Oil dropped below $80 per barrel on Monday morning, with important implications for production and jobs.
The most important issue for the markets is oil that dips below $80. Today, Goldman Sachs cut its West Texas Intermediate Crude target to $75 from $90. The investment bank also cut Brent crude to $85 from $100.
A few weeks ago Citi put out a report noting that the “full-cycle” costs (land, infrastructure, well drilling and operating costs) for many new shale plays is in the $70 to $80 range. That means that we are entering the area where some new shale plays will become unfeasible.
This has a bigger impact than just lower oil gas prices. Obviously, a lower gas price is good news. The bad news is the potential impact this could have on the other side of the ledger: jobs. The shale oil boom has been a significant help for the jobs market in the United States. A reduction in new drilling could have a significant impact on the booming energy industry.
1) Seasonal traders on alert: the S&P 500 had its best week since January 2013 last week, as inflows combined with under-exposed hedge funds moved the markets up.
Traders are generally optimistic, since we are entering a seasonally strong period for several reasons: the November-December two-month period is seasonally strong, trade during the six days before midterm elections has been up 75 percent of the time in the eight elections in the last 32 years, and companies that halted or reduced buybacks in October return to the market in November.
2) Lots of international news:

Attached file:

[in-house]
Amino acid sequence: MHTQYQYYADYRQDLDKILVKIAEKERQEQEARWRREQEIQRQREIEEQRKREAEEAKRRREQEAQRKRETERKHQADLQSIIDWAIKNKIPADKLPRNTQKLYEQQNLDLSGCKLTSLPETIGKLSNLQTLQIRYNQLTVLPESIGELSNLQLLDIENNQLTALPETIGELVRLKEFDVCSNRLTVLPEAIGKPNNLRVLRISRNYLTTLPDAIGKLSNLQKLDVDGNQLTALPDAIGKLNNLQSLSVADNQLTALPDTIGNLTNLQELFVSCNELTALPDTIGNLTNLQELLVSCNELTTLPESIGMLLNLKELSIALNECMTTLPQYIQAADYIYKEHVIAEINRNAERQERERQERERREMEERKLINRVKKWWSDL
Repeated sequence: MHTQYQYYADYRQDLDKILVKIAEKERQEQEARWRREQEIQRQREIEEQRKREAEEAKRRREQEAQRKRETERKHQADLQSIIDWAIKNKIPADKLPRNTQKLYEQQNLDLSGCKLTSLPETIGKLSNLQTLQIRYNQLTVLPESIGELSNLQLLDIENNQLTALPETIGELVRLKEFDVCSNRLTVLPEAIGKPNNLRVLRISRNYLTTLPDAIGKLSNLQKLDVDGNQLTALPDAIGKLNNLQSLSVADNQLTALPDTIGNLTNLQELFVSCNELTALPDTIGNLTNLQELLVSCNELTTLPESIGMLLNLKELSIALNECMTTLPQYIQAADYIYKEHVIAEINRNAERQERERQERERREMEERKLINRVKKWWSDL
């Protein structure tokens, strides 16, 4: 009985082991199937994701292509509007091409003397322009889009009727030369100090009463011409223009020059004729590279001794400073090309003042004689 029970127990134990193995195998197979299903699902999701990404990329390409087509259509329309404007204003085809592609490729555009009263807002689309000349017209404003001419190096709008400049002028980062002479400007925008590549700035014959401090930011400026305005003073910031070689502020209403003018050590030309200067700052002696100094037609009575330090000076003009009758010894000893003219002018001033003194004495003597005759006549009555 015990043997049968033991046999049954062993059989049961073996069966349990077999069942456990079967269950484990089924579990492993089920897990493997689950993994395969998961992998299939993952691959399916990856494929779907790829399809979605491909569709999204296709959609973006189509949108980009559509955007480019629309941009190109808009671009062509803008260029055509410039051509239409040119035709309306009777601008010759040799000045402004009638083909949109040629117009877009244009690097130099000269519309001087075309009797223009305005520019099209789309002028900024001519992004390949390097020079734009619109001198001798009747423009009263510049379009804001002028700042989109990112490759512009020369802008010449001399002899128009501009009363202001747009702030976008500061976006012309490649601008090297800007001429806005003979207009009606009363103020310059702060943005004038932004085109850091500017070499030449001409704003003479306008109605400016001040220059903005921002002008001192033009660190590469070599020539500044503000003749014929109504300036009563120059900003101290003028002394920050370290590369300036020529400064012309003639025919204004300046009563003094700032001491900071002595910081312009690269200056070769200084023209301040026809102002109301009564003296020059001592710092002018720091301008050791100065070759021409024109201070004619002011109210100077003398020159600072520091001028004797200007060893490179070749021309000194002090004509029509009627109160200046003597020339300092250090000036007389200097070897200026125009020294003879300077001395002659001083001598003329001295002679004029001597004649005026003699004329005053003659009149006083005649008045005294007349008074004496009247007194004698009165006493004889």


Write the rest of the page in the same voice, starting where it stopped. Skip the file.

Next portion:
Brazil’s Bovespa is being hit hard as incumbent Dilma Rousseff won a hard-fought re-election battle; 51.6 percent of the vote went to her versus 48.4 for the challenger Aecio Neves. The Dilma victory was obviously not priced into the market.
Of the 24 European banks that failed the stress test, nine were Italian. Greece only had three, Cyprus also had three.
The Nikkei 225 was up 0.6 percent overnight after a Japanese government official said the government should consider delaying a planned sales tax increase. This would follow on the heels of a similar hike in April.
3) While everyone will be fixed on the Fed meeting this Wednesday, many are talking just as much about the first look at third quarter GDP on Thursday. Consensus is for a gain of 3.1 percent. It was 4.6 percent in the second quarter, so if the third quarter reading hits the consensus we will definitely be in a period of above-trend GDP growth.
4) How important is a 10-percent correction? Financial journalists obsessed about this last week as we got close to a 10-percent decline, but it may not be indicative of much at all. Steven Wieting, global chief investment strategist with Citi Private Bank, writing in Barron’s this weekend, noted that “moderate asset price declines have more often been false warning signs.”
He said fundamentals and stocks rarely part ways for long, and that corrections not associated with recession have been much shorter in duration. Since 1950, the U.S. stock market has seen 29 discrete declines of 10 percent or more, but only 10 recessions, Wieting notes.